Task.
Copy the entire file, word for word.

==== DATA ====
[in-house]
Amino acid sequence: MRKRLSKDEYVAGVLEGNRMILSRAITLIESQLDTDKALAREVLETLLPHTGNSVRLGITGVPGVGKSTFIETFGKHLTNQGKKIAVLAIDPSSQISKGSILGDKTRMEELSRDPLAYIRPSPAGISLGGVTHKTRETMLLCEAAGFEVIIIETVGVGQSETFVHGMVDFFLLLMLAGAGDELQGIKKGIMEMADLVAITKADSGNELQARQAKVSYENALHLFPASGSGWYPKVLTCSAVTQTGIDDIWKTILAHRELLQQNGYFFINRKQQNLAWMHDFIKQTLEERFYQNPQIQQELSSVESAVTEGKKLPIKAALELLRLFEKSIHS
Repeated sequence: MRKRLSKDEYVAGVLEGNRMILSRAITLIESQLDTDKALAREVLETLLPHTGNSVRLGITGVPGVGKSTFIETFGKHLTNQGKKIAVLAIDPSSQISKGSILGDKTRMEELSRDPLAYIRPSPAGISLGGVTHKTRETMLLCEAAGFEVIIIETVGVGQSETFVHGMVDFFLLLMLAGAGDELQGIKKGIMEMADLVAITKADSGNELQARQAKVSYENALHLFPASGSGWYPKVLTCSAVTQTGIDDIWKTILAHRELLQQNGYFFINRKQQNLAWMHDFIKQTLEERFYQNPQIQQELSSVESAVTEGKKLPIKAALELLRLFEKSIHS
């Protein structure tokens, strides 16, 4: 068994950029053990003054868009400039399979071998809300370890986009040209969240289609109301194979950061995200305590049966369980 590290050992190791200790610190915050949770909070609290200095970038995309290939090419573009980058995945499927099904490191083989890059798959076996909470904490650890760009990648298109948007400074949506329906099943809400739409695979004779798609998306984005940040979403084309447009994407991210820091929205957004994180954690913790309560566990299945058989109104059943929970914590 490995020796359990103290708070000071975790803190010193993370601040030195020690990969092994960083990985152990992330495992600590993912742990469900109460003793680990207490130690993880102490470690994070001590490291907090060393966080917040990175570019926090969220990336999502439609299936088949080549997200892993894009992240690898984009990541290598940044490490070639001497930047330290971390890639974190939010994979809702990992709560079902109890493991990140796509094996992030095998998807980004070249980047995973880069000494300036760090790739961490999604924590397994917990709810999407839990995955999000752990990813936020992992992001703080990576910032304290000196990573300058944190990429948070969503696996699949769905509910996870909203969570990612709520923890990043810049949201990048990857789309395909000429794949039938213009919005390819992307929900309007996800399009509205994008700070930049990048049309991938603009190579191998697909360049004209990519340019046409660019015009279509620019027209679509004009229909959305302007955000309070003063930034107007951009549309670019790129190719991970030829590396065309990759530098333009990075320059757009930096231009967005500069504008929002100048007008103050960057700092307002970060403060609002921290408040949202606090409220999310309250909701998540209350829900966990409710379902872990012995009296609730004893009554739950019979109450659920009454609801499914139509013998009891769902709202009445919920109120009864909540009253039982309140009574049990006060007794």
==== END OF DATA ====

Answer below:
[in-house]
Amino acid sequence: MRKRLSKDEYVAGVLEGNRMILSRAITLIESQLDTDKALAREVLETLLPHTGNSVRLGITGVPGVGKSTFIETFGKHLTNQGKKIAVLAIDPSSQISKGSILGDKTRMEELSRDPLAYIRPSPAGISLGGVTHKTRETMLLCEAAGFEVIIIETVGVGQSETFVHGMVDFFLLLMLAGAGDELQGIKKGIMEMADLVAITKADSGNELQARQAKVSYENALHLFPASGSGWYPKVLTCSAVTQTGIDDIWKTILAHRELLQQNGYFFINRKQQNLAWMHDFIKQTLEERFYQNPQIQQELSSVESAVTEGKKLPIKAALELLRLFEKSIHS
Repeated sequence: MRKRLSKDEYVAGVLEGNRMILSRAITLIESQLDTDKALAREVLETLLPHTGNSVRLGITGVPGVGKSTFIETFGKHLTNQGKKIAVLAIDPSSQISKGSILGDKTRMEELSRDPLAYIRPSPAGISLGGVTHKTRETMLLCEAAGFEVIIIETVGVGQSETFVHGMVDFFLLLMLAGAGDELQGIKKGIMEMADLVAITKADSGNELQARQAKVSYENALHLFPASGSGWYPKVLTCSAVTQTGIDDIWKTILAHRELLQQNGYFFINRKQQNLAWMHDFIKQTLEERFYQNPQIQQELSSVESAVTEGKKLPIKAALELLRLFEKSIHS
């Protein structure tokens, strides 16, 4: 068994950029053990003054868009400039399979071998809300370890986009040209969240289609109301194979950061995200305590049966369980 590290050992190791200790610190915050949770909070609290200095970038995309290939090419573009980058995945499927099904490191083989890059798959076996909470904490650890760009990648298109948007400074949506329906099943809400739409695979004779798609998306984005940040979403084309447009994407991210820091929205957004994180954690913790309560566990299945058989109104059943929970914590 490995020796359990103290708070000071975790803190010193993370601040030195020690990969092994960083990985152990992330495992600590993912742990469900109460003793680990207490130690993880102490470690994070001590490291907090060393966080917040990175570019926090969220990336999502439609299936088949080549997200892993894009992240690898984009990541290598940044490490070639001497930047330290971390890639974190939010994979809702990992709560079902109890493991990140796509094996992030095998998807980004070249980047995973880069000494300036760090790739961490999604924590397994917990709810999407839990995955999000752990990813936020992992992001703080990576910032304290000196990573300058944190990429948070969503696996699949769905509910996870909203969570990612709520923890990043810049949201990048990857789309395909000429794949039938213009919005390819992307929900309007996800399009509205994008700070930049990048049309991938603009190579191998697909360049004209990519340019046409660019015009279509620019027209679509004009229909959305302007955000309070003063930034107007951009549309670019790129190719991970030829590396065309990759530098333009990075320059757009930096231009967005500069504008929002100048007008103050960057700092307002970060403060609002921290408040949202606090409220999310309250909701998540209350829900966990409710379902872990012995009296609730004893009554739950019979109450659920009454609801499914139509013998009891769902709202009445919920109120009864909540009253039982309140009574049990006060007794």